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Annette Funicello, beloved 1950s Disney “Mouseketeer” and 1960s movie star, died April 8th at the age of 70 from complications of multiple sclerosis

April 8, 2013

Annette Funicello, beloved 1950s Disney “Mouseketeer” and 1960s movie star, died April 8th at the age of 70 from complications of multiple sclerosis. In addition to being an actress, wife and mother to three children, Ms. Funicello was a respected advocate for multiple sclerosis awareness and research, a disease she lived with since her diagnosis in 1987.

“Our condolences and heart felt wishes go out to Annette’s family,” shares Cyndi Zagieboylo, president and CEO of the National MS Society.  “The love we all had for her since she debuted as a Disney Mouseketeer has put a very personal face on MS for millions of Americans and helped rally them to the MS movement to end this disease forever.”

Born in Utica, New York on October 22, 1942 to an Italian-American family, Ms. Funicello was discovered in 1955 by Walt Disney, himself, during her performance in Swan Lake at a Burbank, Ca. dance recital. (The family moved to Southern California when Ms. Funicello was four.)  On the basis of this appearance, Disney cast her as one of the original Mouseketeers.  For the next four years, she sang and danced on TV, quickly became the most popular and famous Mouseketeer on the program.

 As Ms. Funicello and the nation's baby boomers grew up together, she found continued success as a young movie starlet.  She starred in numerous Disney films including the classic, “The Shaggy Dog,” as well as “Babes in Toyland” and the “Beach Party” movie series, in which she co-starred with teen heartthrob, Frankie Avalon.  Ms. Funicello’s popularity stemmed from her wholesome image and girl-next-door looks.

Ms. Funicello semi-retired after marrying her first husband, Jack Gilardi, in 1965 and they had three children together.  During this time, she guest starred in a variety of projects, including a series of commercials for Skippy peanut butter, which launched in 1979. Following a 1981 divorce, in 1986, Ms. Funicello married her current husband, Glen Holt, a race horse breeder.

Ms. Funicello first noticed her multiple sclerosis (MS) symptoms in 1987 when she was making the movie Back to the Beach, a friendly spoof of her Beach Party, sand-and-surf films that received both public and critical acclaim.  Eventually, in l992, when rumors and gossip began to surface in the press after Ms. Funicello’s MS symptoms became increasingly pronounced, she decided to go public with her condition.  She felt it was necessary to combat false rumors that her impaired carriage was the result of alcoholism.  In 1993, she opened the Annette Funicello Fund for Neurological Disorders at the California Community Foundation.

 Ms. Funicello once said, "When the stories about my MS came out, everyone gave me their love and their prayers. I'm human, and sometimes I can't help but ask, 'Why Me?' But I believe everything happens for a reason, and I know now that my mission is to help others raise funds for MS. The more I read about MS, the more encouraged I am. When I wake up in the morning, I like to imagine, this is the day I'm going to hear about an MS cure on the news."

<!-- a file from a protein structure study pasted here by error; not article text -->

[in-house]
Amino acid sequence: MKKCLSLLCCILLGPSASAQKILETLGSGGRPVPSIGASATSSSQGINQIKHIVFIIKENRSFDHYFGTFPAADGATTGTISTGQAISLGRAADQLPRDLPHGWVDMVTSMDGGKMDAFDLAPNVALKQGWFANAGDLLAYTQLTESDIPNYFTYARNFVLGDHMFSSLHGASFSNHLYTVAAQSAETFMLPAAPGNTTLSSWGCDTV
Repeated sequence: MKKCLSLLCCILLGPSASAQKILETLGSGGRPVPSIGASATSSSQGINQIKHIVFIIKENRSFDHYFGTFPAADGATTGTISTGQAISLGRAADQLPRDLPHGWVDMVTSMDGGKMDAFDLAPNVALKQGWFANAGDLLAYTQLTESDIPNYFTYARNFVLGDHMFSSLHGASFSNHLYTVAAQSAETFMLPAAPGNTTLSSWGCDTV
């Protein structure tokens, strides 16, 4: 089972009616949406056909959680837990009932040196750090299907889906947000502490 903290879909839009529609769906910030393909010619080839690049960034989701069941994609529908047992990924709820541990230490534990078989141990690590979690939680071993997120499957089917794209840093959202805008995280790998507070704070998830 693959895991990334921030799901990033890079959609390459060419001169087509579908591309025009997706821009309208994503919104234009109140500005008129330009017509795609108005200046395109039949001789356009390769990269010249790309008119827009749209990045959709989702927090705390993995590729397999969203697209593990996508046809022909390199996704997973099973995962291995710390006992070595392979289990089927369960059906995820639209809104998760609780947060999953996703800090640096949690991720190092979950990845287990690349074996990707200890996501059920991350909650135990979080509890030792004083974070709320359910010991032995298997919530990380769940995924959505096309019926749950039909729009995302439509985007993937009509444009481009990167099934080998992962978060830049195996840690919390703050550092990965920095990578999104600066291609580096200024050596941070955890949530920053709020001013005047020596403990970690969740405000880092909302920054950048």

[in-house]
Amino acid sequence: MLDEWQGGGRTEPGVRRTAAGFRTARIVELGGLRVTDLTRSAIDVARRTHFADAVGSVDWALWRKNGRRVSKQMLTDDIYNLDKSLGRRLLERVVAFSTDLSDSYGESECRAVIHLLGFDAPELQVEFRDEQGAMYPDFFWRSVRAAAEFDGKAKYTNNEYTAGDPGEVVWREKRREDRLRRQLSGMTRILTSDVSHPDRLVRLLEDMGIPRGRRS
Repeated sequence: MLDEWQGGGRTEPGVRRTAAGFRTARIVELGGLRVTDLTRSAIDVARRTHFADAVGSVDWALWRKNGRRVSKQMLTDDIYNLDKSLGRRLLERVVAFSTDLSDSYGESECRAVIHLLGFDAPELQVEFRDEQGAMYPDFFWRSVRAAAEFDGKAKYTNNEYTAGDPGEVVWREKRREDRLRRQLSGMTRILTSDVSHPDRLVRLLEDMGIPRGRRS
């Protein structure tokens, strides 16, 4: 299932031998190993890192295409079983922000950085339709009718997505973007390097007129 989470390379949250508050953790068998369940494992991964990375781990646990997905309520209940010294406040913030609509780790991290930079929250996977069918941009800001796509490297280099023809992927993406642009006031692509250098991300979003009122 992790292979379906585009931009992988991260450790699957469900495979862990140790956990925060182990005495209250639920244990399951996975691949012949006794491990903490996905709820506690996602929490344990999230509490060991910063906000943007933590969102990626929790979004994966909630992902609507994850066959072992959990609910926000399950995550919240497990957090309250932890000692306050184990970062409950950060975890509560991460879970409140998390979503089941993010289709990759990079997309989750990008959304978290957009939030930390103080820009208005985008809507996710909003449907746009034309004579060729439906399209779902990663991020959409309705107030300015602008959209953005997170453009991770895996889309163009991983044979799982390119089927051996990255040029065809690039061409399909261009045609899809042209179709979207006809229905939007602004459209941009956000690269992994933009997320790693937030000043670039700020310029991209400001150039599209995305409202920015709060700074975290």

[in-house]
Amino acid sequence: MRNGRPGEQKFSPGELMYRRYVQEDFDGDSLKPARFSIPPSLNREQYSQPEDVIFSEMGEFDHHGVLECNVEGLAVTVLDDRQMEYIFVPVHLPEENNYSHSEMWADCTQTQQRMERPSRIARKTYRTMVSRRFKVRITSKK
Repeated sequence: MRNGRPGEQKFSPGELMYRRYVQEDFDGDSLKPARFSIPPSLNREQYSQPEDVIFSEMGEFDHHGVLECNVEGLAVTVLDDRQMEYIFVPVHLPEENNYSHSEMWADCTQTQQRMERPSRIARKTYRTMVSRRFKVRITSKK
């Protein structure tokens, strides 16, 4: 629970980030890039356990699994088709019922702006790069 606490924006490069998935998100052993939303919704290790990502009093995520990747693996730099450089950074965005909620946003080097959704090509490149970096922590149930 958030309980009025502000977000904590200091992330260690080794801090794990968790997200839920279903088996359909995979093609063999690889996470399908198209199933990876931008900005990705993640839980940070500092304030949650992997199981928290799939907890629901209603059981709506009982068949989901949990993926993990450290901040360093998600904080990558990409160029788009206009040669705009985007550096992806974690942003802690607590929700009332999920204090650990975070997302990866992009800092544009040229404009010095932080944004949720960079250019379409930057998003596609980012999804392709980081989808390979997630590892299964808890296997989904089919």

Although Ms. Funicello was forced by the effects of MS to retire from her stage and screen career, her indomitable spirit led her to found the popular Annette Funicello Collectible Bear Company, which created unique bears for more than 10 years until 2004.  A portion of the proceeds from several of these lines were also donated to the National MS Society.

Annette’s life was further commemorated in the  Lifetime Television made-for TV movie, “A Dream Is a Wish Your Heart Makes: The Annette Funicello Story” which was based on her autobiography A Dream Is a Wish Your Heart Makes: My Story (Hyperion, 1995). The film concluded with a National MS Society PSA.

In 2002, Ms. Funicello accepted the role of Ambassador for the Society's Walk MS event. She shot several PSAs and encouraged fans to form "Annette’s Amazing Angels" Walk MS teams in her honor to help educate the public and heighten awareness about the challenges of living with MS.  Although in later years her public appearances became fewer as her MS complications worsened, Ms. Funicello remained committed to the mission of the National MS Society and to all those impacted by MS and that is to end the disease forever..  Ms. Funicello is survived by her three children Gina Portman, Jack Gilardi, Jr. and Jason Gilardi; and her husband, Glen Holt of California.

About Multiple Sclerosis

Multiple sclerosis is an unpredictable, often disabling disease of the central nervous system that disrupts the flow of information within the brain, and between the brain and body. Symptoms range from numbness and tingling to blindness and paralysis. The progress, severity and specific symptoms of MS in any one person cannot yet be predicted, but advances in research and treatment are leading to better understanding and moving us closer to a world free of MS. Most people with MS are diagnosed between the ages of 20 and 50, with at least two to three times more women than men being diagnosed with the disease. MS affects more than 2.3 million people worldwide.


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